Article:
Earthquake Weather – Snippet 31
Tonight, the coffee smell had a sharper edge to it, like hot, vapory Kahlua.
Kootie ignored the smell for now and stared at the television on the desk. For the past ten days the set had been left on, with the brightness control turned down far enough to dim the screen to black. Now, though, a steady horizontal white streak bisected the black screen.
“Well,” Kootie said slowly, “it’s a ghost, somewhere nearby. According to Sol Shadroe, disembodied personalities are an electromagnetic commotion in the fifty-five-megahertz range–which is roughly the frequency of Channel Two, which this set is tuned to.” He breathed a shallow, hitching sigh and ran his fingers through his hair, then glanced nervously at the bookshelves on the back wall, where the weather-beaten stuffed-toy pig sat on the top shelf. “Has the line got brighter since you first saw it?”
“Yes,” said Diana’s son Scat, who was Kootie’s age, and who liked to sit in front of the TV even though the screen was generally blank. “Uh . . . twice as bright already, in this minute or so since it first showed up.”
“Then it’s getting closer.”
Diana’s first son, Oliver, was a year older than the other two boys, but the eyes in his tanned face were wet as he looked up at Kootie. “Our dad,” he said, “our stepfather, I mean, he took all the ghosts with him, when somebody . . . killed him. The ghosts are gone.” He said it proudly, as though Scott Crane had gone down under an onslaught of ghosts, and only after heroically decimating their ranks.
“The local ones, yeah,” Kootie agreed gently. “Whatever ‘local’ means, exactly, in this business.” He sighed, and went on, almost to himself, “It’s hard to judge their distance, just from their apparent brightness here, like trying to figure the absolute magnitude of stars. This here ghost could be one that was insulated–clathrated–when the king died, or it could be a visitor from outside the local area. Or of course it could be the ghost of somebody that died in this week-and-a-half since.”
For several moments, no one spoke, and the only noise in the room was the steady plink and splash of water from the leaking ceiling falling into the pots and buckets around the couch, though it was not raining outside. Then Kootie heard a clatter and footsteps from the kitchen, and at the same instant a loud, mechanical burping started up behind and above him. He looked toward the kitchen doorway, though he did dart a glance down at Oliver, who was crouched on the floor, and say, “That’s the pig, right?”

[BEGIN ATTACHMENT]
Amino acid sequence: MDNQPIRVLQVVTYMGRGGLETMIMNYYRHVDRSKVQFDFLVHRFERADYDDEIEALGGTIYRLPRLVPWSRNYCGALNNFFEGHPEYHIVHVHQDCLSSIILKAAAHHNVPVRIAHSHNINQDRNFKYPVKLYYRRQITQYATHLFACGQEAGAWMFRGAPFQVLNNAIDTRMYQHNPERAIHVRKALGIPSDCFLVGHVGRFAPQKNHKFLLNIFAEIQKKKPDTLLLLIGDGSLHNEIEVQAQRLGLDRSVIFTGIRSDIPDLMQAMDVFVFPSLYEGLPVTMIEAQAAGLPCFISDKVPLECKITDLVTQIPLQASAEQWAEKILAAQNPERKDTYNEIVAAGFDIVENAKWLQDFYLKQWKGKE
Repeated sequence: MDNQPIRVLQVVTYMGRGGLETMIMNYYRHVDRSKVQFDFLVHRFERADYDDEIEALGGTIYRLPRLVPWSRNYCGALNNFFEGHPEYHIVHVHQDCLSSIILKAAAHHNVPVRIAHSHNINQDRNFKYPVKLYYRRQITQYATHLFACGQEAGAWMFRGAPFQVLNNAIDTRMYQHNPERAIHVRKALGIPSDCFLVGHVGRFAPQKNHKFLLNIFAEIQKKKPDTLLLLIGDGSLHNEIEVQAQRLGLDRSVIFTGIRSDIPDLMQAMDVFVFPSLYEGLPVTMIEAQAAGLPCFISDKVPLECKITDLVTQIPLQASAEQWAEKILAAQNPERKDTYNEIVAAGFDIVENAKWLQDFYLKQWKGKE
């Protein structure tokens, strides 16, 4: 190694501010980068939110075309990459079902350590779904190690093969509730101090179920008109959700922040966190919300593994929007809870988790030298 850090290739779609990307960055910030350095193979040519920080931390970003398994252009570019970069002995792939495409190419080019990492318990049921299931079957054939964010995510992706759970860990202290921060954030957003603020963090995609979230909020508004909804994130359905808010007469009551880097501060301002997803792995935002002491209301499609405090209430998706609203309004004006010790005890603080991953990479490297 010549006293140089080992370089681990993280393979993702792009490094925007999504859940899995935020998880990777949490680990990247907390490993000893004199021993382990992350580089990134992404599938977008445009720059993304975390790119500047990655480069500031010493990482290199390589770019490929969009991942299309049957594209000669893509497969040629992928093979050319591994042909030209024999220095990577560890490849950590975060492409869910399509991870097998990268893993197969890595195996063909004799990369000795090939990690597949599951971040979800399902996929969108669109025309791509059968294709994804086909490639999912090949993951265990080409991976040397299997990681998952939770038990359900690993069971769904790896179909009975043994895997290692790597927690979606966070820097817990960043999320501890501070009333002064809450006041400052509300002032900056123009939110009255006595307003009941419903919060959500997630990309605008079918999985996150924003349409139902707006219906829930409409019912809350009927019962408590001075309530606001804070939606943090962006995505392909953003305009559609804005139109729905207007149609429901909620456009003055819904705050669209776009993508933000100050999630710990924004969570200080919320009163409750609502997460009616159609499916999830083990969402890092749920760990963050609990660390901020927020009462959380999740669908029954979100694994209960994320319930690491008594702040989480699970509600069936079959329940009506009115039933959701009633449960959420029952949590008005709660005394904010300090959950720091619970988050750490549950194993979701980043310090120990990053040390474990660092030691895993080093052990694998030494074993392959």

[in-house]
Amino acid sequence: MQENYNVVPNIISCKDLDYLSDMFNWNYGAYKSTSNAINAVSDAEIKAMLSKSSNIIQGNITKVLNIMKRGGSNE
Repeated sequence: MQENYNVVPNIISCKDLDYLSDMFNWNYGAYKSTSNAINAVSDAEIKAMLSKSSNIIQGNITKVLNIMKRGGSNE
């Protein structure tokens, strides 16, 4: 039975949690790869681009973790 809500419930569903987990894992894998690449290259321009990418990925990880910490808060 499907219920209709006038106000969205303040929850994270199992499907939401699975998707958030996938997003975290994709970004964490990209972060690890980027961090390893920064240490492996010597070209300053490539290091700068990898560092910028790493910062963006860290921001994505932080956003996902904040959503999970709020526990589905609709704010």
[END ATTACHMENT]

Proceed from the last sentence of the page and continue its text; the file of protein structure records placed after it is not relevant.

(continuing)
“The toy one on the shelf,” said Oliver steadily, “right. Burping.”
“There’s an old man out front,” snapped Angelica, wiping her hands on a kitchen towel. “He’s caught in the pyrocantha bushes.” She glared across the office at the bookshelf. “Of course, this would be when the pig decides to put in its two cents’ worth.”
” ‘Two cents’ worth . . .” echoed Kootie, catching an urgent thought from outside the building’s walls; then it was gone. “Get Arky Mavranos, will you, Oliver?”
“Right.” Oliver straightened up lithely and sprinted out toward the back parking lot.
Diana, the pregnant wife of the dead man in the kitchen, said, “Is this a ghost, out front?”
She was standing beside Angelica; Kootie was getting used to her appearance–all the hair on her scalp had fallen out during the first night the dead king’s company had spent in Solville, the first night after the king’s murder. Probably her sudden baldness was an extreme reaction to grief and loss, but at times Kootie had uneasily wondered if it was instead somehow a consequence of his having asked the wrong question, when their party had driven up in the red truck ten days ago.
Why is your truck the color of blood? he had asked, instead of, Who does it serve? Damn all this magical minefield, he thought.